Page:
Hoang Tung. — VNS Photo
Hoàng Tùng is now one of very few mime artists left in Việt Nam. He is seen as the only one to hold solo shows.
Tùng keeps trying to develop mime in Việt Nam. Last year, his first show entitled The Mime Returns was a national hit.
Tùng has been invited to perform with Belgian mime artist Jean Louis Danvoye at the Huế Festival next month.
Culture Vulture interviews Tùng about his work and the development of mime in Việt Nam.
You are seen as the only active mime artist in Việt Nam. Do you know why this is so? What are the difficulties that you face?
It is difficult to say why it is so. I think there are very few artists pursuing this profession. I know there is no other mime artist in Việt Nam performing solo like me.
The art of mime is one that involves personal creativity, depending on each artist. I face many difficulties as a mime artist. For instance, my colleagues are few in number and we don’t have professional association.
The first mime artists of Việt Nam have retired. At my Youth Theatre in Hà Nội, there is one young mime artist who entertains children. In HCM City, I know actor Hoàng Minh who does mime as a small part of an art show.
The small number of mime artists cannot promote the art of mime of a country. We seem to be disconnected with the art of mime in the world.
Vietnamese spectators have not seen mime for a long time. They don’t seem to know about mime in Việt Nam and don’t have a demand to see it.
What makes you determined to pursue mime?
I never think of quitting my job. I started doing mime when I was nine and learnt from veteran artists. But my passion for mime was not steady. There were many reasons. First, I was not inspired. At that time, I was still young and was not able to find a way to develop my career.
Only after Japanese mime artist Iimuro Naoki came to perform in Việt Nam in 2011, did I know what a solo mime show was. I think it was a milestone in my career. Before the Japanese artist’s show, I just performed old repertoire and did not know how to develop basic mime gestures into new work.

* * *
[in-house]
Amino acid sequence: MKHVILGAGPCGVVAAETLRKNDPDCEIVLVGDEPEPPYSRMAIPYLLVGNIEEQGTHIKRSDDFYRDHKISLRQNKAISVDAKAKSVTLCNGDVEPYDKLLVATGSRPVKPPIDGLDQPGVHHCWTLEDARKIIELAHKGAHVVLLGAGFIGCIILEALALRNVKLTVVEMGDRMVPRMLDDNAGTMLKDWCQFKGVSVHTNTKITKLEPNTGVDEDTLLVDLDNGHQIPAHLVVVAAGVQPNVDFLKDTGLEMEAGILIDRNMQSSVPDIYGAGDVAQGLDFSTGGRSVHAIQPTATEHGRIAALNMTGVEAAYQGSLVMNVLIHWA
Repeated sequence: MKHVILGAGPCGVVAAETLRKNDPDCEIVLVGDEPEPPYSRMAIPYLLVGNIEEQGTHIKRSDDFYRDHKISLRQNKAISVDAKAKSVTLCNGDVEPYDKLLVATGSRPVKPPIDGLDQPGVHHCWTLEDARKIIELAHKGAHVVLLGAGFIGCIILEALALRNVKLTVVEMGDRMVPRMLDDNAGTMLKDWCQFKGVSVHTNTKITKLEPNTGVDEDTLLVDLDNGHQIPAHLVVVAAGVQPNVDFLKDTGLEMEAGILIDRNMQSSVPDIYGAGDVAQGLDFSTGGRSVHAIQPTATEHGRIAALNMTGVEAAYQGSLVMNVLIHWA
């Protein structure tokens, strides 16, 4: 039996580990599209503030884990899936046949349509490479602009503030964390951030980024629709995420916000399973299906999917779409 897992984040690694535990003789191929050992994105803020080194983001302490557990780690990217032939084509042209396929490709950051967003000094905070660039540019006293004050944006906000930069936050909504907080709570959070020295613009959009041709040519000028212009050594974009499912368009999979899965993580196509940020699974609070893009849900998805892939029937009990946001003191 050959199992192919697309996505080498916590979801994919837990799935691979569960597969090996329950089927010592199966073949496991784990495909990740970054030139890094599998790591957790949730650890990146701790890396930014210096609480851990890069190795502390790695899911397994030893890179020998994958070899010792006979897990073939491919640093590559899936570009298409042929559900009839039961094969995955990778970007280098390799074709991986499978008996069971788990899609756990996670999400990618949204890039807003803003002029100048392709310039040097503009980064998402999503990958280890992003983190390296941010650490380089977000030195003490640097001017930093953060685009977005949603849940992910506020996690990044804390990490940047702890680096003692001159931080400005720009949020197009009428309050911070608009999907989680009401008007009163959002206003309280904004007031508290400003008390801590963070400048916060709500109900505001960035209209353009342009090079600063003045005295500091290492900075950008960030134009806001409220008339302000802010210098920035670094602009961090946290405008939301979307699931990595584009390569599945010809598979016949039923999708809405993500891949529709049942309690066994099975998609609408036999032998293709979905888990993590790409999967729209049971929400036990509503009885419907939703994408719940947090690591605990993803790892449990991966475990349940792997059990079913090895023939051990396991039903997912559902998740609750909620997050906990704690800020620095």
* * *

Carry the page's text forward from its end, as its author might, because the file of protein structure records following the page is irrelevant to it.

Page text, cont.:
Since then, I have understood that mime is not about old repertoire. I began studying mime on the Internet and bought DVDs and books by foreign artists.
I have to mention the support provided by the Youth Theatre where I’m working and the Japan Foundation. I did a three-month course in Japan. Under the course, I got a chance to work with Iimuro Naoki. He inspired me a lot.
Do you feel lonely and discouraged for being the only artist to develop mime in Việt Nam?
No, I don’t because it is my passion. But I want to have more mime artists to develop diversified performing styles and creativity. I think if people watch only me, it will be not good. Art usually needs different colours and individual creativity.
Could you tell something about the training of mime artists in Việt Nam?
As I mentioned above, I studied mime from the first Vietnamese mime artists. They were trained in the Soviet Union.
At present, there is no school teaching mime in Việt Nam. It is taught as part of the performing arts curriculum in art schools. I think one of the main reasons for that is that mime is a special art. Not many people want to become a mime artist because it is not a popular choice.
Last year, you excited the national stage with a solo mime show entitled The Mime Returns and Suỵt (Shhh...) in Hà Nội. Is it a good sign for mime artists in Việt Nam?
I hope it is. I received positive feedback from spectators. They liked my shows, which made them laugh and cry. They were surprised at the shows and said they wanted to see it again and wait for a new show.
I think it is time to bring mime back.
Some young people even asked me where they could learn mime. — VNS